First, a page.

Seizing on a powerful new weapon aimed at ending contract disputes, the United Farm Workers union requested Thursday that state agricultural officials impose mandatory mediation to resolve a long-running labor fight at Southern California's largest mushroom farm.
The filing is the first by the UFW under a new state law that allows agricultural workers or employers to seek mediation in cases where farm-labor negotiations reach an impasse.
UFW negotiators say that is the case at the Pictsweet Mushroom Farm in Ventura, where workers have been without a contract since 1987 and talks in recent years between the company and the union have failed to progress.
"The workers deserve to get a contract after all of these years
The mediation request was served Thursday at Pictsweet's Ventura office and sent to the state Agricultural Labor Relations Board, which referees farm labor disputes and oversees union elections.
Harry Stang, an attorney for Pictsweet's parent company, Tennessee-based United Foods Inc., said the move came as no surprise.
"My view is that an effort at good-faith bargaining had real potential to solve this, but since the legislation was enacted the UFW has shown no interest in good-faith bargaining," Stang said. The union "obviously has been setting itself up to proceed to mediation."
Legislators last summer agreed to rewrite California's farm labor law to require submission of agricultural labor disputes to arbitration when talks between unions and growers reach a deadlock.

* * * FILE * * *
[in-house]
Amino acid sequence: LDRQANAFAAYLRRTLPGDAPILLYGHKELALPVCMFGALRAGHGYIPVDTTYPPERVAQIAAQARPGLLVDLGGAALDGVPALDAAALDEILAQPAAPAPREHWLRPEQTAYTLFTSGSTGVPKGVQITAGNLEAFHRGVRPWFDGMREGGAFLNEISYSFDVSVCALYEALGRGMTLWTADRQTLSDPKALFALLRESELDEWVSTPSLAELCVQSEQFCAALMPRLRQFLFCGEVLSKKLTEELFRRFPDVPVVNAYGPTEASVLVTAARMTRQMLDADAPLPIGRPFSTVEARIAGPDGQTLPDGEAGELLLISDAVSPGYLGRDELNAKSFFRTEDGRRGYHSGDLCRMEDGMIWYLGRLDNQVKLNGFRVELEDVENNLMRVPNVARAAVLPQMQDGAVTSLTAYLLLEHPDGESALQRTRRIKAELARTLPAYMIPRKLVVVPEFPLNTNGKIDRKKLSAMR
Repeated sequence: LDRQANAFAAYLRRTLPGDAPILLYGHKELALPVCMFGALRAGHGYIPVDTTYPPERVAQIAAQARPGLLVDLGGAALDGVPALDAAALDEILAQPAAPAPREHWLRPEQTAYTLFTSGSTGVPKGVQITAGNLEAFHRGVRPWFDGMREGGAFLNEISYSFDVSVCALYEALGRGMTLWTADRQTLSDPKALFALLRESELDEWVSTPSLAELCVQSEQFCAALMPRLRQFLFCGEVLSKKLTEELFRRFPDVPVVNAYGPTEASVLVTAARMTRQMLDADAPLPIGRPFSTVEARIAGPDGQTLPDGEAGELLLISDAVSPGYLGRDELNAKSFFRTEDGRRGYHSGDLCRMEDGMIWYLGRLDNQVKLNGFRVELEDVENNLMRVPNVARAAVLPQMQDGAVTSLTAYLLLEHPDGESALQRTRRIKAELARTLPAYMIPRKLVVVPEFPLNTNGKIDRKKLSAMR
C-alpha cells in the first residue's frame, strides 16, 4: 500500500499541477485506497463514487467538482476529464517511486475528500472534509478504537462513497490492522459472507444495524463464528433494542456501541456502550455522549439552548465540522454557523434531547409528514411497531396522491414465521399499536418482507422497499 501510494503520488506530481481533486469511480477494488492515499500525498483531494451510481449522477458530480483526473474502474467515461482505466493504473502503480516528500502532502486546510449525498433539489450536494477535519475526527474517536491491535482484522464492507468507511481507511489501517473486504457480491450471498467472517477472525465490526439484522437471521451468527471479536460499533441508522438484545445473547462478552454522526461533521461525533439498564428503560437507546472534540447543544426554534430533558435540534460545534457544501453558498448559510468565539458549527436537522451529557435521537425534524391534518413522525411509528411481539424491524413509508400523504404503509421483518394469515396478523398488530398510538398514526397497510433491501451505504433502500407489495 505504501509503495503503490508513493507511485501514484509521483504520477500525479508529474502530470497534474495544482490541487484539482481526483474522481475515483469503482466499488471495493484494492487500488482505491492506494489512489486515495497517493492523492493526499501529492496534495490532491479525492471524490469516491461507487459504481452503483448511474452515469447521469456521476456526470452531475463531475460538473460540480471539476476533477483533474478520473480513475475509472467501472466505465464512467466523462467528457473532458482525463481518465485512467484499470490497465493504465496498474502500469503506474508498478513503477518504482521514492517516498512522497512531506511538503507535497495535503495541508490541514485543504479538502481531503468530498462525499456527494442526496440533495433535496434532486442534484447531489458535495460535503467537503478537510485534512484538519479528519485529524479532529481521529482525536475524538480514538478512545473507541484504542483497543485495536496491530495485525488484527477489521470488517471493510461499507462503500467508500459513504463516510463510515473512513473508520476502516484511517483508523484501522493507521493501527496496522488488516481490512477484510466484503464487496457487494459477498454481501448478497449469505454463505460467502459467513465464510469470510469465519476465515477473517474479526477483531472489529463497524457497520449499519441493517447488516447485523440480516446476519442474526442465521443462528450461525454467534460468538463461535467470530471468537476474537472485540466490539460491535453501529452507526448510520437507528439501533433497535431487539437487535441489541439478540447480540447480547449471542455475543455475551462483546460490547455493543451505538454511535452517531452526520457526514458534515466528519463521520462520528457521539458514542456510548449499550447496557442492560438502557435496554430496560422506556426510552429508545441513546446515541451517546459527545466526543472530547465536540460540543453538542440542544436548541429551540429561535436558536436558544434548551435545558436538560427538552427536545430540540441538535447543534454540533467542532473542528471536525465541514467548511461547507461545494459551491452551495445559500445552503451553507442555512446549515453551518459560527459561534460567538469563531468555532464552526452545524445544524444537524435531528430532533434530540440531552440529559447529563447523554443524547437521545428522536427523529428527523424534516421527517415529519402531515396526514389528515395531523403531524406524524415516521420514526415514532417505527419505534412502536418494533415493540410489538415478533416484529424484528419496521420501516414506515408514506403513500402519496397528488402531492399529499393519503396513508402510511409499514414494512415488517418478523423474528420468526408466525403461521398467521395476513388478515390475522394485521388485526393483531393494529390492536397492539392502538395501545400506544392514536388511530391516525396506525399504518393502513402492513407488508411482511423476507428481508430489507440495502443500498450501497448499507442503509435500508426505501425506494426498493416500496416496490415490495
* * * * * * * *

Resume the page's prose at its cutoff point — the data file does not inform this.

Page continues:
Under the landmark legislation, championed by the UFW and signed in September by Gov. Gray Davis, a mediator has the power to impose terms of a contract if the two sides can't reach an agreement after 30 days of mediation.
Thursday's request marks just the second time that an agricultural union has invoked the new statute.
In April, the United Food and Commercial Workers union filed a similar request, saying that contract negotiations had stalled between workers and officials at the Hess Collection winery in Napa Valley. The farm labor board in May ordered the parties to mediation.
In the meantime, farm industry leaders continue to challenge the new law, arguing that it will cripple the state's $27-billion agriculture industry and put farmers out of business.
A statewide coalition of farm groups filed suit in February seeking to strike down the statute, charging that it denies the constitutional rights of growers and workers to bargain for contracts. A Sacramento County Superior Court judge ruled last week that the lawsuit could not go forward until the mediation process runs its course and the farm labor board approves a mediated contract.
The Pictsweet Mushroom Farm could be one of the first in line for such a contract.